Flash Fiction: a complete story
in one thousand or fewer words.

Tuesday, February 23, 2010

Flash Fiction in the Market

Duotrope.com is a great place to research fiction publications of interest to you. You may find many publications of which you were unaware. Duotrope's fiction home/search page has a database of about 2825 publications at present. You can search with various filters, such as genre, theme, length, media, pay scale and others.

I decided to search the database for various genres, with the length set to flash. The result is shown in the table below. Adding up the various genres may not be useful since many publications publish multiple genres. This doesn't guarantee that all publications found have ever or ever will publish flash fiction, but at least they are not officially opposed to it.


Flash Fiction Publications by Genre
All genres 1158
Mainstream 382
Experimental 267
Fantasy 176
Science Fiction 169
Horror 162
Magical Realism/Surrealism 123
Cross Genre/Slipstream 119
Mystery 57
Crime/Suspense 40
Action/Adventure 30
Erotica 23
Romance 16
Western9

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Wednesday, November 4, 2009

Lists of Best Books 2009

It's getting close to the end of the year, so various best-0f-2009 book lists are appearing. Of course, 2009 will be revisited soon after it closes.

Publishers Weekly fashioned their list of 100 best books of 2009 by picking books in various categories, such as PW's top 10, fiction, poetry, mystery, science fiction/fantasy/horror, mass market, comics, and non-fiction. This list has the welcomed feature of a short synopsis for each book. PW has a separate list of children's best books for 2009. This and the following lists are editorial picks, rather than best-seller list.

Here are some other lists:

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Sunday, October 25, 2009

The Day the Internet Died

Yesterday we had a story about YA apocalyptic fiction. Today's post is about another sort of apocalypse, the day the Internet died. How would people react if the whole network of networks collapsed and couldn't be rebuilt for a lifetime? No doubt, many would feel a deep loss or disabling disorientation. Many avid readers and writers would feel like they couldn't function. Many personal relationships that existed only through Internet connections would collapse with the Internet, with the people involved having no way to find out who was behind that screen name or goofy email address.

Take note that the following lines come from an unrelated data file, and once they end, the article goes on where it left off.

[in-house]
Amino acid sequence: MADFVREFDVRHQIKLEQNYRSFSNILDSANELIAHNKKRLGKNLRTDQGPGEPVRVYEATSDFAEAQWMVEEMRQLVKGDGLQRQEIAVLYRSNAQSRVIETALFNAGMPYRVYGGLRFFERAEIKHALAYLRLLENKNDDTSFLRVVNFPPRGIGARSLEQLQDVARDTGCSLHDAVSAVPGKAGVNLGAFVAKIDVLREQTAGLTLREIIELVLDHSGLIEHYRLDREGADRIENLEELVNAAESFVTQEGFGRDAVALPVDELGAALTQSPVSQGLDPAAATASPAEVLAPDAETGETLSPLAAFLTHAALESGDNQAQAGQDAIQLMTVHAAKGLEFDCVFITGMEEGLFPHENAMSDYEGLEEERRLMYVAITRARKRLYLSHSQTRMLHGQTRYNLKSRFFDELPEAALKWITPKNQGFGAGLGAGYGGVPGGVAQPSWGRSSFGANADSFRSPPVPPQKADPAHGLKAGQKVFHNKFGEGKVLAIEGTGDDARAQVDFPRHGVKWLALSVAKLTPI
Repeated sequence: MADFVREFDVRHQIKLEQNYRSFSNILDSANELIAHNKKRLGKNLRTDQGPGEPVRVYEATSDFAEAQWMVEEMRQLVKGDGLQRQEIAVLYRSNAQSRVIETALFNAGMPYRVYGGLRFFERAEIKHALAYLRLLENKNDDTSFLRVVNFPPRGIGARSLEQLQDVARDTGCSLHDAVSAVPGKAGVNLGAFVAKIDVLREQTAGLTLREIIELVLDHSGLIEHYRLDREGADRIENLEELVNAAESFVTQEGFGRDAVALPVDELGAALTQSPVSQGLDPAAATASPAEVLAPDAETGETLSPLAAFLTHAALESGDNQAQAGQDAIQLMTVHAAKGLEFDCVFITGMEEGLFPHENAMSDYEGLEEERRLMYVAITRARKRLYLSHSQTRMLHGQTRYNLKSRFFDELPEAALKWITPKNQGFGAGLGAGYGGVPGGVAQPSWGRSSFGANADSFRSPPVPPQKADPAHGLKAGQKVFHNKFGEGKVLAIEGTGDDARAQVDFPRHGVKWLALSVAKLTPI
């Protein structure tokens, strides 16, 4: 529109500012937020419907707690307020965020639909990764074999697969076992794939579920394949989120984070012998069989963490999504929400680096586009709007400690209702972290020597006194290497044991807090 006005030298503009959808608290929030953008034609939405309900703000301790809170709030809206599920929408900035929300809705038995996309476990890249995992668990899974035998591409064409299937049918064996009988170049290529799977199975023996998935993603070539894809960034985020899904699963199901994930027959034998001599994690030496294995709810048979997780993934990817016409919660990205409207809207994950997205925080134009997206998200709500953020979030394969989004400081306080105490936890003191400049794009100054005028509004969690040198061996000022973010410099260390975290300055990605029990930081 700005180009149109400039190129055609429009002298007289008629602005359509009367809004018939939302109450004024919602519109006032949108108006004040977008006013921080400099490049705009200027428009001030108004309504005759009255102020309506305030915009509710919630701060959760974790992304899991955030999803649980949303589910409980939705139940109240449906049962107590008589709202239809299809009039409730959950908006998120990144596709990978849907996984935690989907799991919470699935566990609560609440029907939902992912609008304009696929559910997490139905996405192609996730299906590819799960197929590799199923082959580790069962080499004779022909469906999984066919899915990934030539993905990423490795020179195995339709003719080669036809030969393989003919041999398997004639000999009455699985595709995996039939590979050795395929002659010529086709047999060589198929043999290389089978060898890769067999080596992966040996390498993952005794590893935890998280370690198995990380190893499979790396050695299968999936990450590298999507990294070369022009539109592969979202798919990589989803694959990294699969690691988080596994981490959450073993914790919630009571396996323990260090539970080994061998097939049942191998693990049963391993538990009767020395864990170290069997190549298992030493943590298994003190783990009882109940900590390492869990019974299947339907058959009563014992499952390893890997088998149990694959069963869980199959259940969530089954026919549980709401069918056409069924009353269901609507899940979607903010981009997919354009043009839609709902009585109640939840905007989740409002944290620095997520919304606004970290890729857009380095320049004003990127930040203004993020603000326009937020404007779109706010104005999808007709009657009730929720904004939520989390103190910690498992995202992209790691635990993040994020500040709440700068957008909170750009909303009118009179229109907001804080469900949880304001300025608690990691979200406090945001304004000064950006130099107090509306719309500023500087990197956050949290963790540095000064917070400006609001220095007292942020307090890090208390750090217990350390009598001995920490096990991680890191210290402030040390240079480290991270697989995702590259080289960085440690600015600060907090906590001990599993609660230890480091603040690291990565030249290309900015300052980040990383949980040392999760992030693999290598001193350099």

Cracked.com asked for Photoshopped pictures that would illustrate how we would react if the Internet died. I found this by way of SlashDot.

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Monday, September 28, 2009

Status of Science Fiction: 1951, Life Magazine

Various SF fandom bloggers, including Mike Glyer at File 770 have raved about an article, published in 1951 by Life Magazine, about the status of science fiction. The bloggers were especially impressed by the author's understanding of SF fandom.

The reason this article surfaced was Google's publishing of 1800 digital copies of Life Magazine, from 1936-1972. The photography is great. The advertisements are fun. (Tip: you wives or hopeful girls filling your hope chests will find the kitchen gadget ads quite helpful. And men: where else can you shop for a Desoto?)

(Cough.) Here is the article on science fiction publishing and fandom in 1951 from the May 21, 1951 issue of Life Magazine. Zoom in and be prepared for lots of article continuations. Added bonus: this is a summer beach fashion issue (whoo hoo), and includes photos of a B-36 crash.

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Sunday, September 6, 2009

WordPress Bloggers: Update!

This post falls into the public service category. Since many writers and avid readers have WordPress-based blogs, we wanted you to be aware that there is a very nasty worm quickly infecting WordPress blogs with out-of-date WordPress software. The worm is known to destroy the blog. While updates to WordPress used to be difficult, it is now a one-click process.

According to a WordPress.org blog:

...it registers a user, uses a security bug (fixed earlier in the year) to allow evaluated code to be executed through the permalink structure, makes itself an admin, then uses JavaScript to hide itself when you look at users page, attempts to clean up after itself, then goes quiet so you never notice while it inserts hidden spam and malware into your old posts.

WordPress.org is associated with bloggers who put WordPress software on their own or rented hosts, as opposed to the free blogging service hosted by WordPress.com. WordPress.com users might also need to upgrade their blogs; this you need to verify via WordPress.com.

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